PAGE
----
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Today ultrasonic impulses are employed to measure depth. The impulses are known as ultra sound as they lie outside the range of normal human hearing. We humans generally have very poor hearing in comparison with some other denizens of the planet and our hearing is restricted to around 2 kHz. This is a lower frequency than any that are currently used in echo sounding. Depending on temperature, sound travels at 1500 m/s under water. This can be accurately and easily measured and recorded graphically on the screen of an echo sounder. Essentially, an echo sounder is a device that transmits and receives sound, accurately measuring the time it takes to leave the sounder, reach the bottom and return to the sounder. It then converts this information into digital or graphic representations of the bottom depth and relief.


The average echo sounder consists of a transmission and reception unit that sends sound signals through the water, receives and decodes information and converts that information into either a graphic or visual form. Attached to the receiver is a transducer that acts as a microphone and a speaker under the water. Sound waves travel at approximately 1500 m/s through the water dependent on water temperature.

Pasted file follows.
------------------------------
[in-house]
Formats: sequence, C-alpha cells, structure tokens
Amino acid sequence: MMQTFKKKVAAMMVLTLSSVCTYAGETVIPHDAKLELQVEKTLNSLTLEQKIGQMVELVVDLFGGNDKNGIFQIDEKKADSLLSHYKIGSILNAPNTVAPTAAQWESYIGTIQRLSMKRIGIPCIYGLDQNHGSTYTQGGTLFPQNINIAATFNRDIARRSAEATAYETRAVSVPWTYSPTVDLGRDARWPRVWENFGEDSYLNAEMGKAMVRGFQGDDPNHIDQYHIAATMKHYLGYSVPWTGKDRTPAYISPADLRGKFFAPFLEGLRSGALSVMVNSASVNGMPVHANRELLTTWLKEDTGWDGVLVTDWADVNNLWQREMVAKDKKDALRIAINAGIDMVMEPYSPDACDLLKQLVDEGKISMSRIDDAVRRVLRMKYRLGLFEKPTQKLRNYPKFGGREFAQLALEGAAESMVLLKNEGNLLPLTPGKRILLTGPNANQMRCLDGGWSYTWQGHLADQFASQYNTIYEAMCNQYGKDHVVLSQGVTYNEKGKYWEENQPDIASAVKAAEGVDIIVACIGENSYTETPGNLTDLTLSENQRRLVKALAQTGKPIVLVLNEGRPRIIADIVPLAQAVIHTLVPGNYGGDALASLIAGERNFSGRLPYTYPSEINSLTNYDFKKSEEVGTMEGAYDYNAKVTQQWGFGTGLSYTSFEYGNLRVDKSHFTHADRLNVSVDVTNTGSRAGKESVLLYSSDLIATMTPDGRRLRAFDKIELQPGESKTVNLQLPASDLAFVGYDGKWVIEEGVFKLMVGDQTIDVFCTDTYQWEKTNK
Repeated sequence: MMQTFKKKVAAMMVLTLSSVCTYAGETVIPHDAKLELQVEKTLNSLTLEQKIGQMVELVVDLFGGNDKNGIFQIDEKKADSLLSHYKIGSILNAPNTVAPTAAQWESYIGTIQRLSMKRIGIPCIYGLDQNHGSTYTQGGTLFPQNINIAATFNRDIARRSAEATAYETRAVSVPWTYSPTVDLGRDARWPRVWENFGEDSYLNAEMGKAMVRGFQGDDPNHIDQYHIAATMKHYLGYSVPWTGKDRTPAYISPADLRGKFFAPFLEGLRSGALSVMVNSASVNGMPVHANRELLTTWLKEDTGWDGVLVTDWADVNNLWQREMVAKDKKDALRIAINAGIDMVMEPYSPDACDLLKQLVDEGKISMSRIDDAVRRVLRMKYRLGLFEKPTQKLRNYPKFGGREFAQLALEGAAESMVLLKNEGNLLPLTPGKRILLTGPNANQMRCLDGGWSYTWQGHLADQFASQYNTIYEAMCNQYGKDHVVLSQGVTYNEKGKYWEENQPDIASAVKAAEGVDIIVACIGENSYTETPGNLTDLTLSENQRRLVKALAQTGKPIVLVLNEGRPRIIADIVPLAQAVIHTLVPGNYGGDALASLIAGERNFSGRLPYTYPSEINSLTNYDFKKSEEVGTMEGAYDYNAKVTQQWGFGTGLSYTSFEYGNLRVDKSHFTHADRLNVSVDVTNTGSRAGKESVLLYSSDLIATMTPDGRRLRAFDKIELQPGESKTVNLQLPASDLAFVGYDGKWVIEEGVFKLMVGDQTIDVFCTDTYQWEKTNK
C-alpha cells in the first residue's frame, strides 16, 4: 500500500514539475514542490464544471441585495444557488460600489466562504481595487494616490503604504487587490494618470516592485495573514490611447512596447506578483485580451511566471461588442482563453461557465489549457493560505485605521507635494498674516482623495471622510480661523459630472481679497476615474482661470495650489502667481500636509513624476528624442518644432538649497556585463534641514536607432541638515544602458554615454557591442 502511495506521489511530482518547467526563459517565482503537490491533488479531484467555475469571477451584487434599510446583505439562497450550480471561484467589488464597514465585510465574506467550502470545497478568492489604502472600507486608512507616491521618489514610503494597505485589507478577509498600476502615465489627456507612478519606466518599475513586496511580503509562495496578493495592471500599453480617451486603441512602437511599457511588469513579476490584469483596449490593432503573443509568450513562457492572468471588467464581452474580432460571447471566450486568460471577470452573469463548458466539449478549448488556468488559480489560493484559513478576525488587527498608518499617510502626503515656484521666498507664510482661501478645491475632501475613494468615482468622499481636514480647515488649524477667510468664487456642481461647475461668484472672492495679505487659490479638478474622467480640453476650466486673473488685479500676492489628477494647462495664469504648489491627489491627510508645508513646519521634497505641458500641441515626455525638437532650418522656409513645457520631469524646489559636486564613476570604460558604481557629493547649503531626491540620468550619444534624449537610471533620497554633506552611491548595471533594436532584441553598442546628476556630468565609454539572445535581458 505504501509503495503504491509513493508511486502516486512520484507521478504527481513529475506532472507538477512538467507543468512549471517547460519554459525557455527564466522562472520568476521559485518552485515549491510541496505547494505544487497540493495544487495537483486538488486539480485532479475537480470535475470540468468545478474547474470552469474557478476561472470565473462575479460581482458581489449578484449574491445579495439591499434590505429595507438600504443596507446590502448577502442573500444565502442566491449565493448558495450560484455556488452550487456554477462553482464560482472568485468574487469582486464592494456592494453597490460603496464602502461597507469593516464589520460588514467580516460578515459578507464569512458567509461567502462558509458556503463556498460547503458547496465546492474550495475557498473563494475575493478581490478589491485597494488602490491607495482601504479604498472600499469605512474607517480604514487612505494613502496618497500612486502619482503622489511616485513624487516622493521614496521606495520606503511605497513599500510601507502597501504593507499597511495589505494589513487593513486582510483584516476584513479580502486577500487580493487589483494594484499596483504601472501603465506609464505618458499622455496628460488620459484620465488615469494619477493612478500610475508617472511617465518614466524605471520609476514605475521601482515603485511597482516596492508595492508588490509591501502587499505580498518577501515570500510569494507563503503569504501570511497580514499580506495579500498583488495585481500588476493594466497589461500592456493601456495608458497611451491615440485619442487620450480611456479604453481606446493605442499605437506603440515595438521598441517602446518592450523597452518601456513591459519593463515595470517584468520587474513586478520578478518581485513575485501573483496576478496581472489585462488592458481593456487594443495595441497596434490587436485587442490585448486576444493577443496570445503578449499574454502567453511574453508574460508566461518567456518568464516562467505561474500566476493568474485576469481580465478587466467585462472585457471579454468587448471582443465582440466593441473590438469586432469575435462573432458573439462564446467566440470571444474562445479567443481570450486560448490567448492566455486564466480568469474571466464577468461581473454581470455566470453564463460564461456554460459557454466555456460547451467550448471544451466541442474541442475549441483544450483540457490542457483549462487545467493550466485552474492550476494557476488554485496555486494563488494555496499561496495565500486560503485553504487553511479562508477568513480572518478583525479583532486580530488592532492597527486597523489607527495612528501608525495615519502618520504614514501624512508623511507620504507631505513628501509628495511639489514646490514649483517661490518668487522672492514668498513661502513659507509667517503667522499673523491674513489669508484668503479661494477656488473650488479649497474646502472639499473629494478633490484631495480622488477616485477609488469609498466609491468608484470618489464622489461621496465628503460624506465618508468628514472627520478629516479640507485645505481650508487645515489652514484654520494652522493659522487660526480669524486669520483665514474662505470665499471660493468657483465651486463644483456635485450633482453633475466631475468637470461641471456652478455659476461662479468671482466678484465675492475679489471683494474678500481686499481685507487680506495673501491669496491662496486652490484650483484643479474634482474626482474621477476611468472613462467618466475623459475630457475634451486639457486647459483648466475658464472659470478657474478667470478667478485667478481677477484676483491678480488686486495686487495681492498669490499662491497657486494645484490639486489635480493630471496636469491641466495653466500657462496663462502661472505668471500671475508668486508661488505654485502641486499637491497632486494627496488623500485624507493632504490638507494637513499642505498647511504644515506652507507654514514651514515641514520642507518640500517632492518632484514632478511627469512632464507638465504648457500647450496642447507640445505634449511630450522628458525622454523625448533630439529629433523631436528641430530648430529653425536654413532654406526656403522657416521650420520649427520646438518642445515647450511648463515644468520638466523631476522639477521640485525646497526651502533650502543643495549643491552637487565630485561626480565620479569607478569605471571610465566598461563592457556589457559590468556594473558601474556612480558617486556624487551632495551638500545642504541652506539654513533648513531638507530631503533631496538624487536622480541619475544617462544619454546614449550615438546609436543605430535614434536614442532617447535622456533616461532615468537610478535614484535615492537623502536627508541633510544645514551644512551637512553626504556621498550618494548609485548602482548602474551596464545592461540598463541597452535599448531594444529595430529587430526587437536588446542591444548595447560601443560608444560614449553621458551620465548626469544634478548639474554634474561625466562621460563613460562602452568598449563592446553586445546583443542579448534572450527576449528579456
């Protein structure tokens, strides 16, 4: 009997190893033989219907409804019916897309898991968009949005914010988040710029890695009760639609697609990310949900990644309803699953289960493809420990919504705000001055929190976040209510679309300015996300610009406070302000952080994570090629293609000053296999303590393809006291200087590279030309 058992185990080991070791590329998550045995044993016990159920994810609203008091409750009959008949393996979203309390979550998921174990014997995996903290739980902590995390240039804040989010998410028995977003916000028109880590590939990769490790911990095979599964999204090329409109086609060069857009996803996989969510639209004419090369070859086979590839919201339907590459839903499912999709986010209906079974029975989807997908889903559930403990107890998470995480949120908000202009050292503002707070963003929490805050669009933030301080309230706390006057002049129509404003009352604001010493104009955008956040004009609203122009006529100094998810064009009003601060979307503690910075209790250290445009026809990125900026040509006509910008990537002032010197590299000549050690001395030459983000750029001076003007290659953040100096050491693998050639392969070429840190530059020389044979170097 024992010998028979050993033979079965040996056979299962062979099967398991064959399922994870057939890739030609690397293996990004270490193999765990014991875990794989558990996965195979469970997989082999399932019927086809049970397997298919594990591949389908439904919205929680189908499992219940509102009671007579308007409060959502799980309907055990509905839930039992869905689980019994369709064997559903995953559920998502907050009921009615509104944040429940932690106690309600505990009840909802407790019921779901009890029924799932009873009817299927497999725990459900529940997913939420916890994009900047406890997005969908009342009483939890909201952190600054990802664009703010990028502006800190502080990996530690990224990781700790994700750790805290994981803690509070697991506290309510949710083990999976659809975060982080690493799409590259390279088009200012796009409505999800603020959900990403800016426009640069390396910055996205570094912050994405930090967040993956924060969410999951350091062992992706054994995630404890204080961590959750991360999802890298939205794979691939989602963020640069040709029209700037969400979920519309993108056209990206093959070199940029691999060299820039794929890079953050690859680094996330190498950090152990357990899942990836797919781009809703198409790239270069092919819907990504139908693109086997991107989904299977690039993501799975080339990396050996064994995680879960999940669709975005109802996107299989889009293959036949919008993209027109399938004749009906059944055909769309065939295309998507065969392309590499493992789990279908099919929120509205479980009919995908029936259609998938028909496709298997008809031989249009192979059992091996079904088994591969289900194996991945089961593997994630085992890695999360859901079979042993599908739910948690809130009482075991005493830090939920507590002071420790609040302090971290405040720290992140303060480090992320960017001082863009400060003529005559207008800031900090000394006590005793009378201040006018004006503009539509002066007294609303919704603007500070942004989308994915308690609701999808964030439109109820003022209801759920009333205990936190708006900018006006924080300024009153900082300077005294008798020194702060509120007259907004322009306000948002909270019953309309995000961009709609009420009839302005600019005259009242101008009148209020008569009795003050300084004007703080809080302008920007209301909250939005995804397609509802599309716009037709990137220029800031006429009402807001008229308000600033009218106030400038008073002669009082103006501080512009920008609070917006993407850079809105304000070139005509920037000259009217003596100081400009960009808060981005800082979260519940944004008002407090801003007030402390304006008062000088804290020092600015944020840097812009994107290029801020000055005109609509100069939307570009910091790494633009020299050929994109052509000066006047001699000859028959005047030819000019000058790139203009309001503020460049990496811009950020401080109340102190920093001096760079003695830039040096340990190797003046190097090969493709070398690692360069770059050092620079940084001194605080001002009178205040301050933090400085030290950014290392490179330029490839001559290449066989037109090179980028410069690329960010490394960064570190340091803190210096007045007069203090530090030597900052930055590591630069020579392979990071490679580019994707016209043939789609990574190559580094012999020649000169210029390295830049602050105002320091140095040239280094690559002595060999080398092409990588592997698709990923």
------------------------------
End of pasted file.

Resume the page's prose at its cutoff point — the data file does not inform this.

The receiver unit measures the time taken for one pulse of sound to travel to the bottom or an intermediate object and return to the sounder. From this measurement the echo sounder produces graphic or digital information that represents the depth of water and the position of mid water objects relative to the bottom. Transducers are mounted in a variety of ways depending on the hull and propeller configuration of the boat. Transducer construction depends on the type of frequency and power of the sounder they are being driven by. In a way, transducers have a fair bit in common with speakers in the domestic stereo systems.


Transducers which are required to transmit high power, low frequency sound are usually large and metallic in construction, while those which transmit low power, high frequency sound are usually made from ceramics and are much smaller


LMS is also associated in the sales and services of the latest available technology in Tide gauges which are used for measuring depth.


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               Last modified: 07/26/05